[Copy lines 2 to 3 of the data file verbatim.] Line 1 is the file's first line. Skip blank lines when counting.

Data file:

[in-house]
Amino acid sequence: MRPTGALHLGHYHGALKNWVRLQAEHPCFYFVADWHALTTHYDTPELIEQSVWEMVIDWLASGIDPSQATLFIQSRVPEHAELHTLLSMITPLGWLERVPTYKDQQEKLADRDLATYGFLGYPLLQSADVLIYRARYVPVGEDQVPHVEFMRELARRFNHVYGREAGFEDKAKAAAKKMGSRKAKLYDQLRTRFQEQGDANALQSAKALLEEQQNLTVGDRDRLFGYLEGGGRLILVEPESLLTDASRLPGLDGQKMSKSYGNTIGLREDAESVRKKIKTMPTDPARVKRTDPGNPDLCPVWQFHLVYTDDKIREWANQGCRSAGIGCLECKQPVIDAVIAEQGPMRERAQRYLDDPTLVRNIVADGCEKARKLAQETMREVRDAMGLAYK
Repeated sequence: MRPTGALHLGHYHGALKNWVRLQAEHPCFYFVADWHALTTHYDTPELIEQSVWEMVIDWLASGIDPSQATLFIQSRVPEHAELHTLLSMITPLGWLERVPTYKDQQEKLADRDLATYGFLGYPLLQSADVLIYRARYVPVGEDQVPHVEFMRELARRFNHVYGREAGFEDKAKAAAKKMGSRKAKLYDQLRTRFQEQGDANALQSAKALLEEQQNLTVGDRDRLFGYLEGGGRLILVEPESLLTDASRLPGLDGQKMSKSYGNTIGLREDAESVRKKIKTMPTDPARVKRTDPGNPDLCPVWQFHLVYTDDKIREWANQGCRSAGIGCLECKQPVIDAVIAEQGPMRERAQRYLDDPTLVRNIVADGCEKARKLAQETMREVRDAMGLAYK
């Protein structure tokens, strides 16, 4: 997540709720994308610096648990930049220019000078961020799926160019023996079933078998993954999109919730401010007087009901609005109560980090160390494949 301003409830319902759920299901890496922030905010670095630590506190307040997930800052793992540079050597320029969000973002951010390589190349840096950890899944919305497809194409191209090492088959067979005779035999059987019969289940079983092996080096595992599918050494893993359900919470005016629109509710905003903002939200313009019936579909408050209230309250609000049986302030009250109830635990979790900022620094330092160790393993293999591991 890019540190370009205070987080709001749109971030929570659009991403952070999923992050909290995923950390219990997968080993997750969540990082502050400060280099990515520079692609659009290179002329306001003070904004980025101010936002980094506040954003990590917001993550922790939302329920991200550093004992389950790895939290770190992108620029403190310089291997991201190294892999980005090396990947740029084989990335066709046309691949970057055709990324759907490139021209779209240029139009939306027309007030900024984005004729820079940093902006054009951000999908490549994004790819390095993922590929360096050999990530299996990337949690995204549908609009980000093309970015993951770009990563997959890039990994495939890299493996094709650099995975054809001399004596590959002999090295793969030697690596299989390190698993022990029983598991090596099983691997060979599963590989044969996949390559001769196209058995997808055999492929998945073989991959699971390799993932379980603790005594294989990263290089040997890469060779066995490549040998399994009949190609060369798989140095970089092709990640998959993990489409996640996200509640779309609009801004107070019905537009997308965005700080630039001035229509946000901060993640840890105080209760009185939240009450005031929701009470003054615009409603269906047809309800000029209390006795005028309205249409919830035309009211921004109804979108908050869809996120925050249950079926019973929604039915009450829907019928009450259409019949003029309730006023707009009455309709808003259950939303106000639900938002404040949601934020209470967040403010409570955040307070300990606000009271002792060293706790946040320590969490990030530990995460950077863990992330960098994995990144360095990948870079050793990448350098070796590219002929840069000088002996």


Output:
Amino acid sequence: MRPTGALHLGHYHGALKNWVRLQAEHPCFYFVADWHALTTHYDTPELIEQSVWEMVIDWLASGIDPSQATLFIQSRVPEHAELHTLLSMITPLGWLERVPTYKDQQEKLADRDLATYGFLGYPLLQSADVLIYRARYVPVGEDQVPHVEFMRELARRFNHVYGREAGFEDKAKAAAKKMGSRKAKLYDQLRTRFQEQGDANALQSAKALLEEQQNLTVGDRDRLFGYLEGGGRLILVEPESLLTDASRLPGLDGQKMSKSYGNTIGLREDAESVRKKIKTMPTDPARVKRTDPGNPDLCPVWQFHLVYTDDKIREWANQGCRSAGIGCLECKQPVIDAVIAEQGPMRERAQRYLDDPTLVRNIVADGCEKARKLAQETMREVRDAMGLAYK
Repeated sequence: MRPTGALHLGHYHGALKNWVRLQAEHPCFYFVADWHALTTHYDTPELIEQSVWEMVIDWLASGIDPSQATLFIQSRVPEHAELHTLLSMITPLGWLERVPTYKDQQEKLADRDLATYGFLGYPLLQSADVLIYRARYVPVGEDQVPHVEFMRELARRFNHVYGREAGFEDKAKAAAKKMGSRKAKLYDQLRTRFQEQGDANALQSAKALLEEQQNLTVGDRDRLFGYLEGGGRLILVEPESLLTDASRLPGLDGQKMSKSYGNTIGLREDAESVRKKIKTMPTDPARVKRTDPGNPDLCPVWQFHLVYTDDKIREWANQGCRSAGIGCLECKQPVIDAVIAEQGPMRERAQRYLDDPTLVRNIVADGCEKARKLAQETMREVRDAMGLAYK